ALCS Preview: Royals vs. Orioles

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Raise your hand if you foresaw a Baltimore-Kansas City ALCS matchup back in April. Anyone? Anybody at all? No? That’s what I thought. It’s a matchup that’s 30 years in the making and it features ball clubs that find a way to win in vastly different ways. The Royals stole more bases than any other team in the league while the Orioles plodded along the base paths, finishing dead last in baseball, 12 behind the next slowest team. Instead the O’s mashed their way to victory, racking up a Major League best 211 homers in the process, more than double the number of dingers hit by Kansas City. Both teams feature solid starting staffs and deep bullpens that have been dynamite this year when protecting a lead. This series has all the makings of a barn burner. So who’s going to win? Let’s take a run-through at some of the more salient points:

  • The Orioles may be more equipped than any team outside of St. Louis to deal with the Royals running game. As an organization, Baltimore wants all of their pitchers to deliver the ball to the plate in a maximum of 1.3 seconds in order to give their catchers a chance to throw the runner out. (That’s from the start of the windup to the pop of the catcher’s glove). Studies by the highly respected Baseball Prospectus among others have shown that anything longer than 1.3 seconds and the base stealers chances of taking the base go up exponentially. Jeff Zimmerman took a wonderful look at how Game 1 starter Chris Tillman controls the running game and that approach is consistent throughout the rotation. Every Baltimore pitcher does a good job of mixing up looks over to first. One pitch might be delivered with a second or two after coming set, while the next will be held for 5 or 6 seconds before a quick throw over to the bag to check the runner. It’s something the O’s take pride in as an organization and it shows.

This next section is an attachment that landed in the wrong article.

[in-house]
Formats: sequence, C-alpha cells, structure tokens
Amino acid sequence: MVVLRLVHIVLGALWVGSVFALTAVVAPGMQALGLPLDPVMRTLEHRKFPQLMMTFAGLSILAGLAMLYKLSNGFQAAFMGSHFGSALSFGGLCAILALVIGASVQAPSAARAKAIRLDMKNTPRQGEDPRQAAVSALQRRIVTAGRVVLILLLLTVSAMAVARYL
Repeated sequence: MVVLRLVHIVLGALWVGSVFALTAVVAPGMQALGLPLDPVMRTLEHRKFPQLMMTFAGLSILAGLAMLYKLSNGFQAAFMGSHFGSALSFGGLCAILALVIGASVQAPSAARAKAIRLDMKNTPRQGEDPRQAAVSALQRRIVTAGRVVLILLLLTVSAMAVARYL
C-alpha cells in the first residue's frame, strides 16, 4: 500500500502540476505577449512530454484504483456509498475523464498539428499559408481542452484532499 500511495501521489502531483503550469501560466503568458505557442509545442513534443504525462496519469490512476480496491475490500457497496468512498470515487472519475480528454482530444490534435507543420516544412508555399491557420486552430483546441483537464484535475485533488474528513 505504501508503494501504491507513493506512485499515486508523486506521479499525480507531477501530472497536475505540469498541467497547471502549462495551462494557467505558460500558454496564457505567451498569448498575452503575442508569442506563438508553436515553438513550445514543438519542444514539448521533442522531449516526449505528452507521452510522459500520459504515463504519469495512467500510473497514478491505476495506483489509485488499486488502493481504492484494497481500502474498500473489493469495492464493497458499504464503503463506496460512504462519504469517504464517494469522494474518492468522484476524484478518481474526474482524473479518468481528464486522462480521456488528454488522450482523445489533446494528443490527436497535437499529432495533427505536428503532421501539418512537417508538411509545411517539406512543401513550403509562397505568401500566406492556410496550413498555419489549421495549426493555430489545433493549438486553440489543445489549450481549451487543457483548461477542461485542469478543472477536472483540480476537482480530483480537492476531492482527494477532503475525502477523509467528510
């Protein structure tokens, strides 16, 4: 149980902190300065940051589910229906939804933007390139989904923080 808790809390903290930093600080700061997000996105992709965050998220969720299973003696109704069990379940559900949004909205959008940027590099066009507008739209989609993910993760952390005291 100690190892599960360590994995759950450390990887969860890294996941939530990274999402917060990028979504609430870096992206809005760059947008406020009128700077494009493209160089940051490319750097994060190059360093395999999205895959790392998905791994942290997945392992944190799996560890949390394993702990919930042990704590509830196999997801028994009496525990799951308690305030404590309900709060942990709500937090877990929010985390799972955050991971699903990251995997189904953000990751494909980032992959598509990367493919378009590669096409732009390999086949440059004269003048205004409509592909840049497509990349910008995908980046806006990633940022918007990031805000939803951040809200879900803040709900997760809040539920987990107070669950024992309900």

• Catcher Caleb Joseph only saw one game’s worth of action in the first round against Detroit and you can expect to see much more of the defensive specialist behind the plate against the runnin’ Royals. Joseph caught 40% of potential base stealers this season which places him alongside luminaries like Yadier Molina and Russell Martin when it comes to shutting down the running game. His platoon-mate Nick Hundley wasn’t anywhere near as successful, stopping just 14% of the 41 runners who attempted to steal. Since neither Baltimore catcher offers much in the way of offense (.681 OPS for Joseph compared to a .625 OPS for Hundley), I’m betting Joseph sees the a vast majority of playing time.
  • Ned Yost vs. Buck Showalter is not the landslide the media is making it out to be. Yes, Showalter is the better manager out of the two. He’s less rigid with his bullpen decisions and he’s far less likely to commit a brain fart with men on base and his opponent’s most powerful hitter at the plate. But the way people are talking about Yost makes you think he’s only starting 8 players instead of 9 because he doesn’t know any better and quite frankly, that kind of discussion is ridiculous. Yost was rightfully criticized for his questionable decisions in the Wild Card game and yet he receives no credit whatsoever for they way his team has played since. Kansas City has stolen 12 bases in 4 postseason games and Yost gets zero credit for that aggressive approach, nor does he get credit for how loose his young ball club is playing. For Christ’s sake, he’s managed to turn Terrance Gore, who has a total of 26 mostly terrible plate appearances above Single-A ball, into one of the biggest weapons in the playoffs.